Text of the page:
Those of us who have been involved in 12-step recovery movements over the years understand the term “codependent,” a take-off on the original term “co-alcoholic” for family and friends, often a wife, of an alcoholic who, because of the partner’s own addiction, has centered his/her/their behavior around the hope that, for the good of the relationship, the person will eventually change. Often the partner calls him/her off work when drunk or hungover or might say, “Well, s/he really didn’t mean that” concerning an inappropriate public remark made when drunk.
Probably the two key books published in the 1980s following the adult-children-of-alcoholics movement were Melody Beattie’s “Codependent No More: How to Stop Controlling Others and Start Caring for Yourself” and “Women Who Love Too Much: When You Keep Wishing and Hoping He’ll Change” by Robin Norwood. I’ve read the latter book which, despite my being a man, proved very insightful.
You can guess where I’m going with this. The vast majority of evangelical Christians who support President Donald Trump seem to have this delusion that he will suddenly turn into a strong Christian leader who will wipe the “enemies of God” from this nation — this despite his womanizing, abuse of workers, stiffing of contractors, ignorance of basic Scriptural principles and lack of humility and remorse. They do so likely because he demonstrates hatred toward many of the same people that they do — those of color, Hispanics, Muslims and, especially, those of a more politically liberal bent.
I think we need to face facts: Trump is who he is and will, and likely can, not change because, as the active alcoholic, his own needs take primacy over everything and everyone else. We also need to face that, because of our own emotional ties to him, the Good News of redemption and reconciliation through Jesus Christ is being besmirched, sabotaged and downright compromised. And that also may say something about us as well because, rather than an attitude of selfless service, we often display one of bullying power for the sake of maintaining our privileged status.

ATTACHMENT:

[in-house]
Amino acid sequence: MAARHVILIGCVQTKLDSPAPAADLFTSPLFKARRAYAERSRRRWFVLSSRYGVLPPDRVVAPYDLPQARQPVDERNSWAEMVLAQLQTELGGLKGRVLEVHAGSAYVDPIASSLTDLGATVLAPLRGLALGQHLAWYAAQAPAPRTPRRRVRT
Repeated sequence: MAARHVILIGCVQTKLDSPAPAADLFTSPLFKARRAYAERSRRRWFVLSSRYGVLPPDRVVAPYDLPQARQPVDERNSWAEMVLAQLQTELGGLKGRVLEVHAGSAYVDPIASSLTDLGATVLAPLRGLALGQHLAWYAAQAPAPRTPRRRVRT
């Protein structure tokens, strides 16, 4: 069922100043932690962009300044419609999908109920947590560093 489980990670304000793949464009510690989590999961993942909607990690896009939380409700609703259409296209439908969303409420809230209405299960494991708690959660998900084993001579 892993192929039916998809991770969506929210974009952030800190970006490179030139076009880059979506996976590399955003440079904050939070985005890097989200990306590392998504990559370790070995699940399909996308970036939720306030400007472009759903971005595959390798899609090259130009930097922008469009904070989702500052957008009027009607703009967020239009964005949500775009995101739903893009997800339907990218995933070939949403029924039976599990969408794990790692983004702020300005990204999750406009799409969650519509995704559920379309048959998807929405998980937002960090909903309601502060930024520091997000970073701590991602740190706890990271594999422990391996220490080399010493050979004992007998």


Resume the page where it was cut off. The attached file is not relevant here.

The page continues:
I don’t see Jesus in that at all, and you can bet that much of the rest of the world doesn’t, either.
The irony is that Lois W., wife of Bill, the founder of Alcoholics Anonymous, was encouraged by her husband to find her own recovery; according to the biopic “My Name is Bill W.,” he had to confront her because she had become so accustomed to his drinking that she couldn’t handle his being sober and accused her of trying to pull him “off the wagon.” She thus started Al-Anon, which uses the exact same steps and principles of AA, originally as a support group for wives of alcoholics but which has since opened to anyone in any kind of intimate relationship with an alcoholic.
And the first thing you learn in Al-Anon — and I did attend meetings myself for quite some time — is that trying to change a person to suit you is not only impossible but indeed shouldn’t be the focus anyway. There’s a reason the church has no business having any relationship with any politician — it has a mission to accomplish, and coddling or bashing elected leaders inherently interferes with that purpose.
Look, I don’t particularly care if Trump says he wants to end legal abortion or even takes steps to do so; after all, addicted people often make promises just to keep their subjects in line even without a conviction. This is what happens when we declare such a flawed-person a messiah — we forget that he too will have to face God someday, where the one question to be asked is “How well did you reflect Me?”.
This is yet another reason I say, “Either Jesus or Trump.” Ultimately, you will have to choose.
This post was previously published on Uncommonsensecommentary.blogspot.com and is republished here with permission from the author.
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